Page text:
For an example of what I mean, look no further than Twitter. That service makes every single tweet available as a crawlable resource. And Google certainly is crawling Twitter pages, but the key thing to watch is whether the service is surfacing “superfresh” results when the query merits it. So far, the answer is a definitive NO.

Why?

Well, perhaps I’m being cynical, but I think it’s because Google doesn’t want to push massive value and traffic to Twitter without a business deal in place where it gets to monetize those real time results.

Is that “organizing the world’s information and making it universally available?” Well, no. At least, not yet.

By making all its information available to Google’s crawlers (and fixing its terrible URL structure in the process), Facebook could shine an awfully bright light on this interesting conflict (of) interest.

Thanks to Google’s inclusion of Google+ in its search index, that light has now been shone, and what we’re seeing isn’t all good. I’m of the opinion that a few years from now, each and every one of us will have the expectation and the right to incorporate our own social data into web-wide queries. If the key parties involved in search and social today don’t figure out a way to make that happen, well, they may end up just like The Industry Standard did back in 2001.
But not to worry, someone else will come along, pick up the pieces, and figure out how to play a more cooperative and federated game.
*Update: I’ve heard from a source with knowledge of the Facebook/Google negotiations over integration of Facebook’s data into Google’s search index. This source – who while very credible does come from Facebook’s side of the debate – explained to me that during the 2009 negotiations, Google balked at Facebook’s request that Facebook data be protected in the same fashion as it is in Facebook’s deal with Bing. In essence, Google claimed no way to keep data within circles of friends in the context of a Google search. According to this source: “Senior executives at Google insisted that for technical reasons all information would need to be public and available to all.” But the source goes on to point out that in Google’s own integration of Google+, Google does exactly what it claims it could not do with Facebook data. “The only reason Facebook has a Bing integration and not a Google integration is that Bing agreed to terms for protecting user privacy that Google would not,” this source told me.
Also, and quite interestingly, Google also refused to agree to a clause which stated that Google could not use the data to build its own social network. Now, this is where things can get very dicey. It’s very hard to prove whether or not a company is using the data in particular ways, and had Google agreed to that clause, it might have severely limited its ability to build Google+. What is clear is that Microsoft agreed to Facebook’s terms.
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Twitter Statement on Google+ Integration with Google Search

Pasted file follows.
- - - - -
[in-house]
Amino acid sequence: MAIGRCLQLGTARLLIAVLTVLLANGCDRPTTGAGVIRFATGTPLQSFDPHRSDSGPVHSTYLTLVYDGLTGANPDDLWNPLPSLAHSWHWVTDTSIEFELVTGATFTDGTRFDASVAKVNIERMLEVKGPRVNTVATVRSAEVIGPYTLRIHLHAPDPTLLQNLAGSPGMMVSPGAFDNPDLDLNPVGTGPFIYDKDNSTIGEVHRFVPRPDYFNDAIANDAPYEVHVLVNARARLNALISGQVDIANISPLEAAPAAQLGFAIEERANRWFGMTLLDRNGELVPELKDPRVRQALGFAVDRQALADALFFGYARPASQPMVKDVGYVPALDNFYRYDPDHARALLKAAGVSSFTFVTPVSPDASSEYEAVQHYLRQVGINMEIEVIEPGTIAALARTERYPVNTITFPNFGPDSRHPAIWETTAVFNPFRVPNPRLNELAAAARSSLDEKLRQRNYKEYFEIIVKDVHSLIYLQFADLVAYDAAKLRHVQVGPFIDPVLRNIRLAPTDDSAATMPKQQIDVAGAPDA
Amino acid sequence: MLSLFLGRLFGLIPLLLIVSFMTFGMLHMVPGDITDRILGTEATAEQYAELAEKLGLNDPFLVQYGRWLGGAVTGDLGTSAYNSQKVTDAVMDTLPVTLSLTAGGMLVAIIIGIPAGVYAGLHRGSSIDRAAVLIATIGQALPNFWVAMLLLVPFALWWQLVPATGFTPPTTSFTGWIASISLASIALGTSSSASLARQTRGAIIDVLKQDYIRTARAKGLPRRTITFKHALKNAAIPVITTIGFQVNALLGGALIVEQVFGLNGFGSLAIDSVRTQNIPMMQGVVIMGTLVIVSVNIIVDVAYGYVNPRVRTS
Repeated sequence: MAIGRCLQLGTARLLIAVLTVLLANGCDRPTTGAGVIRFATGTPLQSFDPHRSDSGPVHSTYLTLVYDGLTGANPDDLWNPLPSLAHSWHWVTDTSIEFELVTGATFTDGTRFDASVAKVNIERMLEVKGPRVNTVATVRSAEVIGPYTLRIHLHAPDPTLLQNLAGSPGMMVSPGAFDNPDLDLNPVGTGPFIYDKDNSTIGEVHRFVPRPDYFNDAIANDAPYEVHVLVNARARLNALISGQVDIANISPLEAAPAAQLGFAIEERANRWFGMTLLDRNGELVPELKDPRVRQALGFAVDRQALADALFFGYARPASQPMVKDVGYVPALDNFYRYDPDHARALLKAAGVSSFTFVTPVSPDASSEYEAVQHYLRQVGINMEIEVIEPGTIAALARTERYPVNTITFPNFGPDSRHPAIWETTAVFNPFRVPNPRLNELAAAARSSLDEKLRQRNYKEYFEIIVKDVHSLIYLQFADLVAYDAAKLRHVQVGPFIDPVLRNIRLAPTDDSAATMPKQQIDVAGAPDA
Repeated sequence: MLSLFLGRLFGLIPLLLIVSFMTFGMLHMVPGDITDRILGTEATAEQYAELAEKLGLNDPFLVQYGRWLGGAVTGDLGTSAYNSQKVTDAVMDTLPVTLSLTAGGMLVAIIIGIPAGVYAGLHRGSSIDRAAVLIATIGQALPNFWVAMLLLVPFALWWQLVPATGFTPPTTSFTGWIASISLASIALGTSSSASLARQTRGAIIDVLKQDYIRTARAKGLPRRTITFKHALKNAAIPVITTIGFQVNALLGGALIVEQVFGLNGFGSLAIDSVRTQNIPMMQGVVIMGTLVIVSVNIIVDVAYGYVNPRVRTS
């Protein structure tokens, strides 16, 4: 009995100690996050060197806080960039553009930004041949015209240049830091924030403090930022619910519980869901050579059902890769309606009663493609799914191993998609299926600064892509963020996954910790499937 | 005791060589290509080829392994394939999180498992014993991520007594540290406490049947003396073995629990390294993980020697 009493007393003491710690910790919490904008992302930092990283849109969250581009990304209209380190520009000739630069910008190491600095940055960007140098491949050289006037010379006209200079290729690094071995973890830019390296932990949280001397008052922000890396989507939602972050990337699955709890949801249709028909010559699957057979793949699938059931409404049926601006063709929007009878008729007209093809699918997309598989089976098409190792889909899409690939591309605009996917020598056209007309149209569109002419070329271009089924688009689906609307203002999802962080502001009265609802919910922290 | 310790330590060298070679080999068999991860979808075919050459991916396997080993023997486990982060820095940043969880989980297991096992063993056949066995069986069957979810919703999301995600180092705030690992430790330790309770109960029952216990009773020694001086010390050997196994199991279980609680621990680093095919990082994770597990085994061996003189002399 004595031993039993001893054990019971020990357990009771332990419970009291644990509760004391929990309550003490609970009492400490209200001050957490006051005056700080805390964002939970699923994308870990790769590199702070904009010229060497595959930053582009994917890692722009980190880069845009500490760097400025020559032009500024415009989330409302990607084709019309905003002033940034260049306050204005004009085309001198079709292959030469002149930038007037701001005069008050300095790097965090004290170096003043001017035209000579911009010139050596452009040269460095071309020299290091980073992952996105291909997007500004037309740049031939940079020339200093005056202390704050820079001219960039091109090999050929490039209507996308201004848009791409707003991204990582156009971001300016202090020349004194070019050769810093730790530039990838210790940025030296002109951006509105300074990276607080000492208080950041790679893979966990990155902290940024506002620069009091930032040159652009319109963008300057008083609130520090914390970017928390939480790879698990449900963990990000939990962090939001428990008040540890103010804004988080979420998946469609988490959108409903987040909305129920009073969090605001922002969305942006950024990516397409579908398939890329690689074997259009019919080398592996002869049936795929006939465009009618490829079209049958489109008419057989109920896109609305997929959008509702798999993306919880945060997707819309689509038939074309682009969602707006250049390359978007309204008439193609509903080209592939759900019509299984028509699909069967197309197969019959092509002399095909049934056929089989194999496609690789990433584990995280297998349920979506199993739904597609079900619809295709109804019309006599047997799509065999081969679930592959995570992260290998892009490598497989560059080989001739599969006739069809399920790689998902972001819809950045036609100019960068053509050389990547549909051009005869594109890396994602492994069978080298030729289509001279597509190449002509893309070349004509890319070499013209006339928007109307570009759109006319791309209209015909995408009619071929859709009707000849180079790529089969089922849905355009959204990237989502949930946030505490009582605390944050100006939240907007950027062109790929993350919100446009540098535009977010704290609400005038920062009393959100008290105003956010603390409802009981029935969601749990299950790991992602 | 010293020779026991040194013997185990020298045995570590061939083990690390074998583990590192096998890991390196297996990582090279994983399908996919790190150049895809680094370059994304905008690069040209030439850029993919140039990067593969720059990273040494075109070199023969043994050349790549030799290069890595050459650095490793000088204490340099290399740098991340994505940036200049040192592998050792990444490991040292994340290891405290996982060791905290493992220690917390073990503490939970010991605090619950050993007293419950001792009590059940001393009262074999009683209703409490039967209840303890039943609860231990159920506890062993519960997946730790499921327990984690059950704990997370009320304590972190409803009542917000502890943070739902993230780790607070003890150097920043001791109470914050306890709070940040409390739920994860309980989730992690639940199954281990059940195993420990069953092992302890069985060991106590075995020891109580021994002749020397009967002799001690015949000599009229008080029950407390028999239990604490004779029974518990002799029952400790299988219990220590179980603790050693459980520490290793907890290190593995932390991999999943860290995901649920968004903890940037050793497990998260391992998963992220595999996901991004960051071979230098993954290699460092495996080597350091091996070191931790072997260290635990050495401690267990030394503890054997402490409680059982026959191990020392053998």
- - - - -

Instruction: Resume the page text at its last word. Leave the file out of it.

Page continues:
By - January 10, 2012

The integration of Google+ into Google’s native search results has been at the top of Techmeme all day long. And right after I wrote my post on the subject (about four hours ago), Twitter’s general counsel picked up on it, resulting, I believe, in the most RT’s of a Searchblog post in the history of the site.

Just now I received an official statement from Twitter on the subject. I didn’t ask for it – I think it must have been sent out to a large list of press and bloggers. Here it is in full:

For years, people have relied on Google to deliver the most relevant results anytime they wanted to find something on the Internet.

Often, they want to know more about world events and breaking news. Twitter has emerged as a vital source of this real-time information, with more than 100 million users sending 250 million Tweets every day on virtually every topic. As we’ve seen time and time again, news breaks first on Twitter; as a result, Twitter accounts and Tweets are often the most relevant results.

We’re concerned that as a result of Google’s changes, finding this information will be much harder for everyone. We think that’s bad for people, publishers, news organizations and Twitter users.

Meanwhile, my aside at the bottom of the post wondering about anti-trust has been echoed by any number of well known commentators. I wonder if Facebook is about to make a statement?

For what it’s worth, I wrote about all this, after a fashion, in this post in 2009:

Google v. Facebook? What We Learn from Twitter.

Predictions 2012: The Roundup

By - January 09, 2012

(image) As promised, here are all my predictions in one place. I’ve written a brief overview of each as well.

Predictions 2012: #1 – On Twitter and Media

Twitter will become a force as a media company, not just a platform for others’ media. To do so, it will improve its #Discover feature and roll out something like Flipboard.

Predictions 2012: #2 – Twitter As Free Radical, Swiss Bank, Arms Merchant…And Google Five Years Ago

Every major player on the Internet will have to do a deal with Twitter, and Twitter will emerge as a Swiss like, open, neutral player in the battle for the consumer web.

Predictions 2012 #3: The Facebook Ad Network

Facebook will launch a web-wide competitor to AdSense. I’m already worried they’ll do it in early 2013 and make a fool of me….